While the specimen is budding or in bloom, switch to a product high in potassium to prolong the flowers' duration. Good examples of this are a Dibley's 'Streptocarpus Food' or a tomato-labelled feed. Revert to the original fertiliser once the final inflorescence elapses.

Dormancy Care & Annual Flowers

Trying to re-bloom a Goldfish Plant is relatively easy, with those who have a cool room without artificial light at night being on the upper-hand. Repotting isn't usually mandatory if you want it to re-bloom - in fact, this may hurt the chances. Only repot every two to three years and after the flowers have elapsed. To get it to bloom during the summer months, think back to its previous dormancy period served in the autumn and winter. The ukhouseplants' acronym, SHORT, will help you through this process.

The following steps should be done in the autumn and winter when Goldfish Plants enter their dormancy.

Sunlight & Location

Be sure to provide a bright location with little to no direct sunlight. Although the winter rays won't necessarily hurt the plant, you can easily fall in the trap of sun-scorch and severe dehydration.

For the specimen to fully become seasoned, avoid the use of artificial lighting or locations that boast temperatures higher than 18℃  (64℉).


Reduce waters so that about half of the soil becomes dry. It's essential to keep them on the drier side to life, as they'll think that hard times are ahead and therefore will need to pass its genes on to the next generation.

Occasional Feeds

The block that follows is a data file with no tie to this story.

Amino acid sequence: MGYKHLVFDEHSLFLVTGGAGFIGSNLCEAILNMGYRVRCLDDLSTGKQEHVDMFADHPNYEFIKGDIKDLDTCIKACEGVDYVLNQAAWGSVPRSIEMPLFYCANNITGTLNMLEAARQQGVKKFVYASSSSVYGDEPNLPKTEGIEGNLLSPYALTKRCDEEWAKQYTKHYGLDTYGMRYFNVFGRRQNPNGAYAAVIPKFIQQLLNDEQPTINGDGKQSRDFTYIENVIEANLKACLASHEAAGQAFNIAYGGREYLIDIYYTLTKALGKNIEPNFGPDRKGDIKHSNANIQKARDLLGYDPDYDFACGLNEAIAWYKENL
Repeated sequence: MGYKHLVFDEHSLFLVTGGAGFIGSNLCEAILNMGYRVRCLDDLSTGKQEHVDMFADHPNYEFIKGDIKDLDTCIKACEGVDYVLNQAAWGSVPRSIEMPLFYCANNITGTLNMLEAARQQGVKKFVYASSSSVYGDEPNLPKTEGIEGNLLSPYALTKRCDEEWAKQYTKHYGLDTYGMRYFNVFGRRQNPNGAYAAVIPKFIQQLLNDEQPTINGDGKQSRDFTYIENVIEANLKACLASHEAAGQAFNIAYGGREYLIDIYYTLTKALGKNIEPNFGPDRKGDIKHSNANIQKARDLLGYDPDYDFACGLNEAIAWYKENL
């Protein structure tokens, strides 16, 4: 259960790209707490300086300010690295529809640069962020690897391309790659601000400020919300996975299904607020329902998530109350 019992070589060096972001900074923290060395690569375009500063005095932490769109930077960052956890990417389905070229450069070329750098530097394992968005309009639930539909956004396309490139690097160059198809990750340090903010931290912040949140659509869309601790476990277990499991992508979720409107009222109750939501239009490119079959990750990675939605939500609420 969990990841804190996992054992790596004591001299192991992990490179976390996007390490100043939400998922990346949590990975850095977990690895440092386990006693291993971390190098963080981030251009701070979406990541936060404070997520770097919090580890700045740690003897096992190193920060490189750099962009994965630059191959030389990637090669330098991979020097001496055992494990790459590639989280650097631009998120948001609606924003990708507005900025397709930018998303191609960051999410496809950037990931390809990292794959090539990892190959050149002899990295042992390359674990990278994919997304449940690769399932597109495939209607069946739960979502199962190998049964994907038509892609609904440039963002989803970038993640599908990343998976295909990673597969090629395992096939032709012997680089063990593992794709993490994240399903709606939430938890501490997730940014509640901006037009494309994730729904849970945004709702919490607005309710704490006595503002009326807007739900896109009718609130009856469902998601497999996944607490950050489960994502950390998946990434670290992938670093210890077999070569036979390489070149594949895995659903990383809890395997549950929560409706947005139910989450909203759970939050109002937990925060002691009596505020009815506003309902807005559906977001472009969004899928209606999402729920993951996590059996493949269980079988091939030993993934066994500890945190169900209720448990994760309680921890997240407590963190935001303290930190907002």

While in bloom, use a Tomato fertiliser to provide fortnightly nourishment of potassium. During its dormancy, supplement using a houseplant or Gesneriad-labelled fertiliser at monthly intervals to promote better health over the darker days and cooler nights. 

Reduce Everything

This one is to remind you that everything needs to be reduced - especially the temperature.


This is the most significant step; reduce the temperature down by around 5℃ compared to the summertime or place in a room that's around 15℃  (59℉). The drop in temperature should ideally last until the inflorescence finishes blooming, although it can still be transferred into the main house as long as it sits on a pebble tray. You'll be at a significant disadvantage if the ambient temperature is kept constant throughout the year, as Goldfish Plants will only respond with flowers in cooled environments. Never exceed the minimum temperature as it could lead to plant death or yellowed foliage at a bare minimum.

Common Issues with Goldfish Plants

Under-watering is a big issue when it comes to these plants. Typical signs of this include wilting, sunken leaves, rapid flower or bud drop and stunted growth. Those situated in direct sunlight or within four metres of a radiator are more likely to suffer from under-watering related issues. If yours doesn't hang on a hook, introduce a pebble tray to maintain higher humidity and slow the rates of drying soil. You can even create a watering rota to help reduce the risk of under-watering and forgetfulness. 

Too much sunlight will lead to sun scorch, with typical signs including browning or crispy leaves, dry leaf-edges, sunken leaves or stunted growth. Although too little light will cause over-watering issues, too much sunlight will also be a detriment. Unfortunately, indoor Goldfish Plants cannot tolerate more than two hours of direct sunlight a day, unlike their outdoor counterparts. If yours has fallen short of this, reduce the amount of direct light considerably and always be mindful of environmental shock (when two locations offer too different growing conditions). Remove some of the affected leaves and increase waters slightly.